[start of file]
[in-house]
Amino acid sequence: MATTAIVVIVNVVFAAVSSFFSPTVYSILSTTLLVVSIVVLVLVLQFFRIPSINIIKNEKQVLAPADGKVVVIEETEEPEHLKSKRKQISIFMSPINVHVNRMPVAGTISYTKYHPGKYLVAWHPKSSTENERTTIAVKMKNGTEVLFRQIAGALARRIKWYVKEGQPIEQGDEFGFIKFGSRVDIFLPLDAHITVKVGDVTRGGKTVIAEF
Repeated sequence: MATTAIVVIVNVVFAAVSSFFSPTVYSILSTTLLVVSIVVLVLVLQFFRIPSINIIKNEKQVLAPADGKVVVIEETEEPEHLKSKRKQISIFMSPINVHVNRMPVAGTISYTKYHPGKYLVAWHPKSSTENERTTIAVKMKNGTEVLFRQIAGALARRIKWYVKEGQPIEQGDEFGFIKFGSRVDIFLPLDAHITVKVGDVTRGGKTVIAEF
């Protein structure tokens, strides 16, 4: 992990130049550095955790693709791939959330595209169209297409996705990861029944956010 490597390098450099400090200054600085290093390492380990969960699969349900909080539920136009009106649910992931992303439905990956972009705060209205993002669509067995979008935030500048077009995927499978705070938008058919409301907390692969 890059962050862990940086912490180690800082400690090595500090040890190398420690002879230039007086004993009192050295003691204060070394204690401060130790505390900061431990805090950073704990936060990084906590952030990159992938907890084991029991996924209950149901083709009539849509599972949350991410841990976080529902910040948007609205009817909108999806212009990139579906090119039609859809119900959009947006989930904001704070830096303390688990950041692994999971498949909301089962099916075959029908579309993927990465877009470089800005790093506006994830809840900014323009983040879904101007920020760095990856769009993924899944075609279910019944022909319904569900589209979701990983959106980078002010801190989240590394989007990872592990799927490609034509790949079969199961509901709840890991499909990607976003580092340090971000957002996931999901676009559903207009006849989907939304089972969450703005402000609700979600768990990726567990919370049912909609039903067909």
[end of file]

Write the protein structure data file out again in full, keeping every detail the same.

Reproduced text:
[in-house]
Amino acid sequence: MATTAIVVIVNVVFAAVSSFFSPTVYSILSTTLLVVSIVVLVLVLQFFRIPSINIIKNEKQVLAPADGKVVVIEETEEPEHLKSKRKQISIFMSPINVHVNRMPVAGTISYTKYHPGKYLVAWHPKSSTENERTTIAVKMKNGTEVLFRQIAGALARRIKWYVKEGQPIEQGDEFGFIKFGSRVDIFLPLDAHITVKVGDVTRGGKTVIAEF
Repeated sequence: MATTAIVVIVNVVFAAVSSFFSPTVYSILSTTLLVVSIVVLVLVLQFFRIPSINIIKNEKQVLAPADGKVVVIEETEEPEHLKSKRKQISIFMSPINVHVNRMPVAGTISYTKYHPGKYLVAWHPKSSTENERTTIAVKMKNGTEVLFRQIAGALARRIKWYVKEGQPIEQGDEFGFIKFGSRVDIFLPLDAHITVKVGDVTRGGKTVIAEF
């Protein structure tokens, strides 16, 4: 992990130049550095955790693709791939959330595209169209297409996705990861029944956010 490597390098450099400090200054600085290093390492380990969960699969349900909080539920136009009106649910992931992303439905990956972009705060209205993002669509067995979008935030500048077009995927499978705070938008058919409301907390692969 890059962050862990940086912490180690800082400690090595500090040890190398420690002879230039007086004993009192050295003691204060070394204690401060130790505390900061431990805090950073704990936060990084906590952030990159992938907890084991029991996924209950149901083709009539849509599972949350991410841990976080529902910040948007609205009817909108999806212009990139579906090119039609859809119900959009947006989930904001704070830096303390688990950041692994999971498949909301089962099916075959029908579309993927990465877009470089800005790093506006994830809840900014323009983040879904101007920020760095990856769009993924899944075609279910019944022909319904569900589209979701990983959106980078002010801190989240590394989007990872592990799927490609034509790949079969199961509901709840890991499909990607976003580092340090971000957002996931999901676009559903207009006849989907939304089972969450703005402000609700979600768990990726567990919370049912909609039903067909």